abstract = "Object. Thrombomodulin is a thrombin receptor on vascular endothelial cells that is highly expressed when these cells are injured, and it has anticoagulating activity. The authors investigated thrombomodulin expression to clarify why chronic subdural hematomas (CSDHs) continue to grow slowly, like a tumor, and are liquefied. Methods. Burr hole craniotomy and drainage were performed in all 35 patients with CSDH who were included in the study. The plasma-soluble thrombomodulin and blood clotting factor values were determined in the hematoma and in peripheral blood. In the seven most recent cases, the plasma-soluble thrombomodulin values were determined in the residual hematoma collected from the drainage tube the day after surgery. The outer membranes of the CSDH that were obtained as specimens at operation were stained with monoclonal antibody against thrombomodulin for immunohistochemical studies. The plasma-soluble thrombomodulin values were higher (p < 0.0001), and conversely the values for factors V and VIII were lower in the hematoma than in peripheral blood (p < 0.0001). The plasma-soluble thrombomodulin values were lower in the residual hematomas than in the same lesions at operation (p= 0.018). The endothelial cells on the sinusoidal vessels exhibited immunoreactivity with thrombomodulin antibody in 28 (93{\%}) of 30 cases. Conclusions. The thrombomodulin is expressed on the sinusoidal vessels, and the blood coagulation system is inhibited in the hematoma. These findings indicate that these vessels are continuously injured and fail to heal. As a result, the bleeding from the sinusoidal vessels may persist, and the hematoma may grow slowly and fail to coagulate. It is suspected that transmitted pulsation variations in the hematoma cavity generate sinusoidal vessel injury.",
author = "Hideki Murakami and Yuichi Hirose and Masachika Sagoh and Kazuhiro Shimizu and Masaru Kojima and Kazuhiro Gotoh and Yutaka Mine and Takuro Hayashi and Takeshi Kawase",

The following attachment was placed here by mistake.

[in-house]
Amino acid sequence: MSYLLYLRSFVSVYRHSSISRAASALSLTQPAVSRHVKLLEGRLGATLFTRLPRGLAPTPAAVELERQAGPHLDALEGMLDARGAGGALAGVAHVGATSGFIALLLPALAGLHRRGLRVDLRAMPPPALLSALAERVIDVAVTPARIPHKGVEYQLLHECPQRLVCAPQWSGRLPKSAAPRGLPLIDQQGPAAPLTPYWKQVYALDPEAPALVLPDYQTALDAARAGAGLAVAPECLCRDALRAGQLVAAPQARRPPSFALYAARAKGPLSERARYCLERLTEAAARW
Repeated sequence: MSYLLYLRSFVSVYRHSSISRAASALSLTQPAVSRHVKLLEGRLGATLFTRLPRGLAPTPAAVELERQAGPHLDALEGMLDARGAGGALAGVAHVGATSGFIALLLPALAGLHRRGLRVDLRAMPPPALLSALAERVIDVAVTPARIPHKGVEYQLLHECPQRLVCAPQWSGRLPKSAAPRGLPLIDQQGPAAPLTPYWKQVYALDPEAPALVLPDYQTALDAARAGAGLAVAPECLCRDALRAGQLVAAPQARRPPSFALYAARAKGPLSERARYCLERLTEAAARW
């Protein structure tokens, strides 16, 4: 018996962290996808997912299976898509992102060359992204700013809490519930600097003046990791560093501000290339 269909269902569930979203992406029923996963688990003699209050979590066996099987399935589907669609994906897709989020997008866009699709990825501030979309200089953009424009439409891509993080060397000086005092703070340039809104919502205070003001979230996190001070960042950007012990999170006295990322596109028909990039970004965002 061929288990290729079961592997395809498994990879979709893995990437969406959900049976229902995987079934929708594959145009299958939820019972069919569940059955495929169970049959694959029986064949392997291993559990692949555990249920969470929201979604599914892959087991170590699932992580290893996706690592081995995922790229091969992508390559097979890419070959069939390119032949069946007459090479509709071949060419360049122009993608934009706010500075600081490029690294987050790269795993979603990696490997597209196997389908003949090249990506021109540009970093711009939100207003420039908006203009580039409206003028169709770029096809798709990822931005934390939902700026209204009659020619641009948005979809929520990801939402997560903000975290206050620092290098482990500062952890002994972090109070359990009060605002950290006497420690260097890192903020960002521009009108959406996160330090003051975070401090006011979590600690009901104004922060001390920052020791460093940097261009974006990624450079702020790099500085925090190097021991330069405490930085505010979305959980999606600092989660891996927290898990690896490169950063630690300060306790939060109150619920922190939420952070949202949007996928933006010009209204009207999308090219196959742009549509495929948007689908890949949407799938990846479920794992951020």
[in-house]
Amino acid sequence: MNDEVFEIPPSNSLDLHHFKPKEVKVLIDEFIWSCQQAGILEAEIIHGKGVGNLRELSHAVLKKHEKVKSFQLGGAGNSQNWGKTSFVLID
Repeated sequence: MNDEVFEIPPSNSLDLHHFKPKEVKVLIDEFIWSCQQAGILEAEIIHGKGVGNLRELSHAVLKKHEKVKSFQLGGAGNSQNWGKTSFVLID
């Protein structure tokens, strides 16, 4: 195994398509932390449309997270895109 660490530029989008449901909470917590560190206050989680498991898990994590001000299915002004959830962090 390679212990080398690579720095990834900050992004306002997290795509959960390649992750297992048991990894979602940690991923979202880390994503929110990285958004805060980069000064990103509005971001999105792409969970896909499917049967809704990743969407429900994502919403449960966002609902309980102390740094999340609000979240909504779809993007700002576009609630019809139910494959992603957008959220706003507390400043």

year = "2002",
month = "1",
day = "1",
doi = "10.3171/jns.2002.96.5.0877",
language = "English",
volume = "96",
pages = "877--884",
journal = "Journal of Neurosurgery",
issn = "0022-3085",
publisher = "American Association of Neurological Surgeons",
number = "5",

}

Murakami, H, Hirose, Y, Sagoh, M, Shimizu, K, Kojima, M, Gotoh, K, Mine, Y, Hayashi, T & Kawase, T 2002, 'Why do chronic subdural hematomas continue to grow slowly and not coagulate? Role of thrombomodulin in the mechanism', Journal of Neurosurgery, vol. 96, no. 5, pp. 877-884. https://doi.org/10.3171/jns.2002.96.5.0877

Why do chronic subdural hematomas continue to grow slowly and not coagulate? Role of thrombomodulin in the mechanism. / Murakami, Hideki; Hirose, Yuichi; Sagoh, Masachika; Shimizu, Kazuhiro; Kojima, Masaru; Gotoh, Kazuhiro; Mine, Yutaka; Hayashi, Takuro; Kawase, Takeshi.

In: Journal of Neurosurgery, Vol. 96, No. 5, 01.01.2002, p. 877-884.

Research output: Contribution to journalArticle

TY - JOUR

T1 - Why do chronic subdural hematomas continue to grow slowly and not coagulate? Role of thrombomodulin in the mechanism

AU - Murakami, Hideki

AU - Hirose, Yuichi

AU - Sagoh, Masachika

AU - Shimizu, Kazuhiro

AU - Kojima, Masaru

AU - Gotoh, Kazuhiro

AU - Mine, Yutaka

AU - Hayashi, Takuro

AU - Kawase, Takeshi

PY - 2002/1/1

Y1 - 2002/1/1